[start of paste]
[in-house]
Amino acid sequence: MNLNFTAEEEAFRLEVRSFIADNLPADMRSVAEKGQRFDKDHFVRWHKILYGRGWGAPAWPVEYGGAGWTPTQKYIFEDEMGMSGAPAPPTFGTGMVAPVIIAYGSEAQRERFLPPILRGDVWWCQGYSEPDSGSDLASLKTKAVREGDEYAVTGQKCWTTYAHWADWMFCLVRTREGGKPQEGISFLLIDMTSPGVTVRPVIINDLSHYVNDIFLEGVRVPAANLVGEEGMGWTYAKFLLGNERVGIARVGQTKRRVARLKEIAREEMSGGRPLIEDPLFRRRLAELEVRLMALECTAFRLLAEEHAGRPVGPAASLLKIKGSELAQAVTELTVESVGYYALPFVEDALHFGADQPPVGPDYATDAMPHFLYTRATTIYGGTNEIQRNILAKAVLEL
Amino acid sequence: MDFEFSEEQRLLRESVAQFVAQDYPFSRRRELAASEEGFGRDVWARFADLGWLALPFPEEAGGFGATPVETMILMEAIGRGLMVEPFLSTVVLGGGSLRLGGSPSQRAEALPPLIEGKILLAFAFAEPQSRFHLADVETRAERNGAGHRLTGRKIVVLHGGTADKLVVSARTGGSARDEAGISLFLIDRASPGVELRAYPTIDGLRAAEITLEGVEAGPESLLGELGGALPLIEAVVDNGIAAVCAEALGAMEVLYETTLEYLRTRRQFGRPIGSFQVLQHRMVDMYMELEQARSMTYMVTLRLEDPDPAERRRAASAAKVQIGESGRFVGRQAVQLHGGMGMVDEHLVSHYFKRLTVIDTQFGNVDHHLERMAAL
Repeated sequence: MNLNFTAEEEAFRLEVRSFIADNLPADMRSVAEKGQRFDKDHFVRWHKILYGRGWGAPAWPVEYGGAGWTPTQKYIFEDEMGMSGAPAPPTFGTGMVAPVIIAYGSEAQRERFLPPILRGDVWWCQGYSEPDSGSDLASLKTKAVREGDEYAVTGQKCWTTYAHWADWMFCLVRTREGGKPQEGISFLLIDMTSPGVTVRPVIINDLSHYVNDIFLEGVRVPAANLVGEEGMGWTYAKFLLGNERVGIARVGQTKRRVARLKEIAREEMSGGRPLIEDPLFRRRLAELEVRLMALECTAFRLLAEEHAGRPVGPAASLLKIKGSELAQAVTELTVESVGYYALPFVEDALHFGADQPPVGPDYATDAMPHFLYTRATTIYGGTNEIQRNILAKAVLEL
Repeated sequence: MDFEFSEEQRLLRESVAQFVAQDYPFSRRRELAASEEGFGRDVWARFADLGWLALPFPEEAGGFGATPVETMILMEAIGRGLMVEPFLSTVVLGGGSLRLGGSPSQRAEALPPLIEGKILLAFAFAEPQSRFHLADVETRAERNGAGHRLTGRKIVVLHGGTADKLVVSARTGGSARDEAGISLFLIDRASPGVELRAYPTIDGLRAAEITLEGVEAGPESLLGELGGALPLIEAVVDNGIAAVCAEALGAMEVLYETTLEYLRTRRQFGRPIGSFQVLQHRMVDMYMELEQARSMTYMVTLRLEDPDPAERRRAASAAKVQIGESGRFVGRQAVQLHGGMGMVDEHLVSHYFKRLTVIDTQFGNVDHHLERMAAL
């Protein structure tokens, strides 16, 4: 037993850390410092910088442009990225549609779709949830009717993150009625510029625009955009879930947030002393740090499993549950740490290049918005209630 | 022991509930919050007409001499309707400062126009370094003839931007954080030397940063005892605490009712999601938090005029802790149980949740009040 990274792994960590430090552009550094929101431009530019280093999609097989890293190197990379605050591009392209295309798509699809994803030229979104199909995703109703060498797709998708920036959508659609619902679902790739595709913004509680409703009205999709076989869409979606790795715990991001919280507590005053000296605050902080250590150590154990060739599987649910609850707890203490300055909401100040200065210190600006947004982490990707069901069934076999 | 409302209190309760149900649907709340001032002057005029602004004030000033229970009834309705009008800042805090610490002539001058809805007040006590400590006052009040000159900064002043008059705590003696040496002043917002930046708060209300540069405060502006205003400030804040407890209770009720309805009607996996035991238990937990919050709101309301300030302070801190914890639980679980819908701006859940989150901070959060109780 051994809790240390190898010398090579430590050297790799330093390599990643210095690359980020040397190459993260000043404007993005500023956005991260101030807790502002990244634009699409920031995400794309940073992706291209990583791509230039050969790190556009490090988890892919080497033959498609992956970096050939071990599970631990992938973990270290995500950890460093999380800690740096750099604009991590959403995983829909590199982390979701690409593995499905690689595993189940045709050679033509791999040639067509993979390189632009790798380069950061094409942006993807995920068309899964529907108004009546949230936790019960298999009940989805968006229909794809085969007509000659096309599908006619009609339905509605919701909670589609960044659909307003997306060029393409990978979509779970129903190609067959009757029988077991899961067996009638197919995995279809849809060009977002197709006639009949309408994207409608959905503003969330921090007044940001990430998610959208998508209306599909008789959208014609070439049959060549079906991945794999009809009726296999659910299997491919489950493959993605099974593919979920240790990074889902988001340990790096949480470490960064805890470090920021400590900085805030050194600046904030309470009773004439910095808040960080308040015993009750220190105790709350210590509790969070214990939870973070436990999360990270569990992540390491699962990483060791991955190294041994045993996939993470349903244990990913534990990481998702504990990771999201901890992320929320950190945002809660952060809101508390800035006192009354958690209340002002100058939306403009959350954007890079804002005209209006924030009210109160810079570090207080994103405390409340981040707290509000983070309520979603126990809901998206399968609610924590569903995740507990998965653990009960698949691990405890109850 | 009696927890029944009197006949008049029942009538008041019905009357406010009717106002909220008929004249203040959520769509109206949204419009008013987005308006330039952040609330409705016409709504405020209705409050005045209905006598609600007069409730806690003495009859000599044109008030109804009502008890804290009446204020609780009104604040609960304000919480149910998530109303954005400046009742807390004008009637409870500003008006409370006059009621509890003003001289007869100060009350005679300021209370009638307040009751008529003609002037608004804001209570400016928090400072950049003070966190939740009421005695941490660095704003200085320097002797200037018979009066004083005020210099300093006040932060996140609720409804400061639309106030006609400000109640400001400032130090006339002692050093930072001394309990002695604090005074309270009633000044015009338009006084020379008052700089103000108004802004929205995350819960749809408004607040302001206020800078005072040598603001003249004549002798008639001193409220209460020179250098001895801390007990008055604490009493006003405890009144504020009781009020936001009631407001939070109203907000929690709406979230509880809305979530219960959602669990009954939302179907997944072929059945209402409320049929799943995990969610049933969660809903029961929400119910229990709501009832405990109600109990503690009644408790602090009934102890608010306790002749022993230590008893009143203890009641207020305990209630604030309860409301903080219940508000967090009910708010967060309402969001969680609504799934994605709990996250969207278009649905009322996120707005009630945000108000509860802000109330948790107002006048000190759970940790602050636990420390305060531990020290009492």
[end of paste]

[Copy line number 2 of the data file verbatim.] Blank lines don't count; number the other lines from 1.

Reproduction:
Amino acid sequence: MNLNFTAEEEAFRLEVRSFIADNLPADMRSVAEKGQRFDKDHFVRWHKILYGRGWGAPAWPVEYGGAGWTPTQKYIFEDEMGMSGAPAPPTFGTGMVAPVIIAYGSEAQRERFLPPILRGDVWWCQGYSEPDSGSDLASLKTKAVREGDEYAVTGQKCWTTYAHWADWMFCLVRTREGGKPQEGISFLLIDMTSPGVTVRPVIINDLSHYVNDIFLEGVRVPAANLVGEEGMGWTYAKFLLGNERVGIARVGQTKRRVARLKEIAREEMSGGRPLIEDPLFRRRLAELEVRLMALECTAFRLLAEEHAGRPVGPAASLLKIKGSELAQAVTELTVESVGYYALPFVEDALHFGADQPPVGPDYATDAMPHFLYTRATTIYGGTNEIQRNILAKAVLEL